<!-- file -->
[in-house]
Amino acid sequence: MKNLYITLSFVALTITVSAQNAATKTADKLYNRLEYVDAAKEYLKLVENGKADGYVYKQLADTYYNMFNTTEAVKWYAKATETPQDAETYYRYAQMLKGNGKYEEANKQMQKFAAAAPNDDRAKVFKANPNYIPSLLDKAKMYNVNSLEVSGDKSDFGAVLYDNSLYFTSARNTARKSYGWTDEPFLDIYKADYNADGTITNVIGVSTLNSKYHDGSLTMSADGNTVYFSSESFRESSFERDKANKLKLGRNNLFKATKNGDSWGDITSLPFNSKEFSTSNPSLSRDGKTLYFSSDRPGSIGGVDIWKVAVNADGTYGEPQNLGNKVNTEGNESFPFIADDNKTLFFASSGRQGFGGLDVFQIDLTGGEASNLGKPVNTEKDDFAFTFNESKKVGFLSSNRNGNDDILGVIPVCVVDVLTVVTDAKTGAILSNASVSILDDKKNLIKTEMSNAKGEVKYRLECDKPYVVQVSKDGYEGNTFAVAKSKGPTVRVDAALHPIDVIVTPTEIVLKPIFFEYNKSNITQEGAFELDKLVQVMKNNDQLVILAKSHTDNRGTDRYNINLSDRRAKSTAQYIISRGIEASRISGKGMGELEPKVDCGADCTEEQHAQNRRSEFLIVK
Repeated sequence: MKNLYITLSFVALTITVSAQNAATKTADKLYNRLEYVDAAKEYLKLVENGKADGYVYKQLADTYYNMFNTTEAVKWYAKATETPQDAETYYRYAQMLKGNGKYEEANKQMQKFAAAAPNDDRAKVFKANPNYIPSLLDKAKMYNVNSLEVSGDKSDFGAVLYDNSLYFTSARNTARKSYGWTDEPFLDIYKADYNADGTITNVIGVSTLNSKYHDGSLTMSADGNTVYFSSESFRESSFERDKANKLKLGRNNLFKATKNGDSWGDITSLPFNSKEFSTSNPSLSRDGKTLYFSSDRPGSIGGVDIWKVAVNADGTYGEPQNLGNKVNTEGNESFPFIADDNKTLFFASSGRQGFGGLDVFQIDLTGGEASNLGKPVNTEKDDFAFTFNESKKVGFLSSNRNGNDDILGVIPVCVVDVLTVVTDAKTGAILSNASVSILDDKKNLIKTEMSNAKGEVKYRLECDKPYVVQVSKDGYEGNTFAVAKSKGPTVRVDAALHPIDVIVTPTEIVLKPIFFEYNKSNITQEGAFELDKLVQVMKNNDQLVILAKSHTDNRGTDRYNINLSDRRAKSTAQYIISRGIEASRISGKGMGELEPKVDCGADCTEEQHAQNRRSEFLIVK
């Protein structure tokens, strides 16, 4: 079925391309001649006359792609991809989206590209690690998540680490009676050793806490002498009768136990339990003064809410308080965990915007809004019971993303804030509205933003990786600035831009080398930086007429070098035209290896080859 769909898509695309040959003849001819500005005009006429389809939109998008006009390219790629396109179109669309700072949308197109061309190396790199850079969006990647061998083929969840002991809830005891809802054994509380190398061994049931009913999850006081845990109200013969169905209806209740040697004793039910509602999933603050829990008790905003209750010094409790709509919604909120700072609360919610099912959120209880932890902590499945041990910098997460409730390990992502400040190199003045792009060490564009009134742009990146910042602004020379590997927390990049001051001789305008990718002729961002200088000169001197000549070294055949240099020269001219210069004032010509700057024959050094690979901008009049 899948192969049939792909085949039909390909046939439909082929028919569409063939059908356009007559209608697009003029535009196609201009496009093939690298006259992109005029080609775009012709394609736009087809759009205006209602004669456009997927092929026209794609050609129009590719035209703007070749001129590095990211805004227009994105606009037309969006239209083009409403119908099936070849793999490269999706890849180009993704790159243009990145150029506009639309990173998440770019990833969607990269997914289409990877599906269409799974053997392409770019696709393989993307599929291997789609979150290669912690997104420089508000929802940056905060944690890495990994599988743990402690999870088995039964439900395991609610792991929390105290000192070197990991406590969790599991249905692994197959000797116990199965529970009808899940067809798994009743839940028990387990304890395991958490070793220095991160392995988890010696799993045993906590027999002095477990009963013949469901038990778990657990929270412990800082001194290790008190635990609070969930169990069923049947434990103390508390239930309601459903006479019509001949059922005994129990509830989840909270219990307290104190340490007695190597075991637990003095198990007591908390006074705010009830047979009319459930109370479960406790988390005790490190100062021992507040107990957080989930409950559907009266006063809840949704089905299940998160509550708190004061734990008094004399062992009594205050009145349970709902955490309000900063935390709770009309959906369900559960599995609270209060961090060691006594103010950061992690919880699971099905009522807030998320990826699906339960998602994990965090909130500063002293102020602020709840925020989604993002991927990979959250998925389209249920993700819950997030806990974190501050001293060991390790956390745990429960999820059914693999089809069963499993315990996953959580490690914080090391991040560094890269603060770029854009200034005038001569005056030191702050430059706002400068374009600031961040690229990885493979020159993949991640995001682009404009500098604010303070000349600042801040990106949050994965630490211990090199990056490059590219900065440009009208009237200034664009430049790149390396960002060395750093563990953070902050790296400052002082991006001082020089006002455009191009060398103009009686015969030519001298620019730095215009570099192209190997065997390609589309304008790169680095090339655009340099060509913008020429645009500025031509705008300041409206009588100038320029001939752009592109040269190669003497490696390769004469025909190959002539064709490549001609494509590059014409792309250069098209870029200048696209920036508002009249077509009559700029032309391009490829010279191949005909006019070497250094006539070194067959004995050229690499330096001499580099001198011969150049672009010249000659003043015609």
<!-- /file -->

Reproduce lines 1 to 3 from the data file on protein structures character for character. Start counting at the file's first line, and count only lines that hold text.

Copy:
[in-house]
Amino acid sequence: MKNLYITLSFVALTITVSAQNAATKTADKLYNRLEYVDAAKEYLKLVENGKADGYVYKQLADTYYNMFNTTEAVKWYAKATETPQDAETYYRYAQMLKGNGKYEEANKQMQKFAAAAPNDDRAKVFKANPNYIPSLLDKAKMYNVNSLEVSGDKSDFGAVLYDNSLYFTSARNTARKSYGWTDEPFLDIYKADYNADGTITNVIGVSTLNSKYHDGSLTMSADGNTVYFSSESFRESSFERDKANKLKLGRNNLFKATKNGDSWGDITSLPFNSKEFSTSNPSLSRDGKTLYFSSDRPGSIGGVDIWKVAVNADGTYGEPQNLGNKVNTEGNESFPFIADDNKTLFFASSGRQGFGGLDVFQIDLTGGEASNLGKPVNTEKDDFAFTFNESKKVGFLSSNRNGNDDILGVIPVCVVDVLTVVTDAKTGAILSNASVSILDDKKNLIKTEMSNAKGEVKYRLECDKPYVVQVSKDGYEGNTFAVAKSKGPTVRVDAALHPIDVIVTPTEIVLKPIFFEYNKSNITQEGAFELDKLVQVMKNNDQLVILAKSHTDNRGTDRYNINLSDRRAKSTAQYIISRGIEASRISGKGMGELEPKVDCGADCTEEQHAQNRRSEFLIVK
Repeated sequence: MKNLYITLSFVALTITVSAQNAATKTADKLYNRLEYVDAAKEYLKLVENGKADGYVYKQLADTYYNMFNTTEAVKWYAKATETPQDAETYYRYAQMLKGNGKYEEANKQMQKFAAAAPNDDRAKVFKANPNYIPSLLDKAKMYNVNSLEVSGDKSDFGAVLYDNSLYFTSARNTARKSYGWTDEPFLDIYKADYNADGTITNVIGVSTLNSKYHDGSLTMSADGNTVYFSSESFRESSFERDKANKLKLGRNNLFKATKNGDSWGDITSLPFNSKEFSTSNPSLSRDGKTLYFSSDRPGSIGGVDIWKVAVNADGTYGEPQNLGNKVNTEGNESFPFIADDNKTLFFASSGRQGFGGLDVFQIDLTGGEASNLGKPVNTEKDDFAFTFNESKKVGFLSSNRNGNDDILGVIPVCVVDVLTVVTDAKTGAILSNASVSILDDKKNLIKTEMSNAKGEVKYRLECDKPYVVQVSKDGYEGNTFAVAKSKGPTVRVDAALHPIDVIVTPTEIVLKPIFFEYNKSNITQEGAFELDKLVQVMKNNDQLVILAKSHTDNRGTDRYNINLSDRRAKSTAQYIISRGIEASRISGKGMGELEPKVDCGADCTEEQHAQNRRSEFLIVK